Blogger bigwhitehat said...

Teachers can say what they want about how happy a child needs to be to learn.

Tiger learns when he wants to and only when he wants to. That is just a fact that the teachers have to deal with.

The good teachers figure that out fast.

2:27 PM  
Blogger farmwifetwo said...

Come visit some day. Russ would be happy to show Adam his yard. Especially the fun he has rolling down the hill in the back. Come in the winter, and it's perfect for children to toboggan down.

I was told the same things by ABA, and have learned the same since they've been gone.

You mentioned once a device to help with communication... where do I find info???


2:34 PM  
Blogger Estee Klar-Wolfond said...

I have been googling around. I found Dynavox but it's been so expensive (the government buys a few that Bloorview Kids Rehab rents out to people). There are quite a few options if you google "Assistive Communication Devices." There will be a service rep in your area if you are interested in trying one out first.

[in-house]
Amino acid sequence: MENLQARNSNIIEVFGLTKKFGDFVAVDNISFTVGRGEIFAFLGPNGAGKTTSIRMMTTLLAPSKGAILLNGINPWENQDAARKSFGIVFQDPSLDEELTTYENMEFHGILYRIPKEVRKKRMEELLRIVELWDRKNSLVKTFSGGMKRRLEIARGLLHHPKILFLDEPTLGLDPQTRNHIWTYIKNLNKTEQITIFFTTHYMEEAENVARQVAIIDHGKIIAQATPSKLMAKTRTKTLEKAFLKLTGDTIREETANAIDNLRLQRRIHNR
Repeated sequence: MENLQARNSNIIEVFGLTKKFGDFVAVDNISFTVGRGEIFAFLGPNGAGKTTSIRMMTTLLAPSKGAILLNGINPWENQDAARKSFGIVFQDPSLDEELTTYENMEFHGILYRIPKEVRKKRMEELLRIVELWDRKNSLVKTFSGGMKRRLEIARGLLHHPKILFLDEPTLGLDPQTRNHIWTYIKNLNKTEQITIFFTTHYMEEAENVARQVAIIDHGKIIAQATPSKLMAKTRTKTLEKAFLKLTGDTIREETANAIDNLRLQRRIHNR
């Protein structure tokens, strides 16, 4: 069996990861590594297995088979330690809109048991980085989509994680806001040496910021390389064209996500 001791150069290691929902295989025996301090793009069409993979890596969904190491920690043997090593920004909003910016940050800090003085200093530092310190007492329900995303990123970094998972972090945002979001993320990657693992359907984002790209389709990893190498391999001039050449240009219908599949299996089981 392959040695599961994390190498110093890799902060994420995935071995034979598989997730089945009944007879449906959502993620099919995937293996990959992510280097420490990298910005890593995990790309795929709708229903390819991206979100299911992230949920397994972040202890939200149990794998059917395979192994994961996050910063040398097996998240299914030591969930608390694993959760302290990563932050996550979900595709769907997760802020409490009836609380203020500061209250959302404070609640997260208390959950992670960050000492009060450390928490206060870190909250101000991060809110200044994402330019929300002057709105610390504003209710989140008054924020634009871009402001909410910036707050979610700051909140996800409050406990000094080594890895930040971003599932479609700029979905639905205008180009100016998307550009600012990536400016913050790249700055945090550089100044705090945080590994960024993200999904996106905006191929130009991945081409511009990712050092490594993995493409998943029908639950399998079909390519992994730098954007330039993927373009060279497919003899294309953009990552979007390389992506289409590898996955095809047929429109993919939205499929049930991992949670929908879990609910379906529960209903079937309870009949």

3:43 PM  
Anonymous farmwifetwo said...

School board won't let the school apply for a laptop through computers for kids.

Going to have a meeting sans PDD once day. Going to ask if we should just ignore them.

"Easier to beg forgiveness, than ask permission" :)

4:08 PM  
Blogger AnneC said...

I got this idea sort of indirectly from Amanda B., (she mentioned it in a comment somewhere), but you might want to try online auctions for communication devices. It is definitely somewhat hit-or-miss, but sometimes people sell used (but working) devices for far below what they cost new. You can also get regular laptops that way for relatively cheap.

11:18 PM  
Blogger neroli said...

Hello, Estee, thank you for this wonderful point, that speaks so beautifully of education as more permeable and facile than is often imagined---and though perhaps less pragmatic, makes for more engaging, meaningful progress...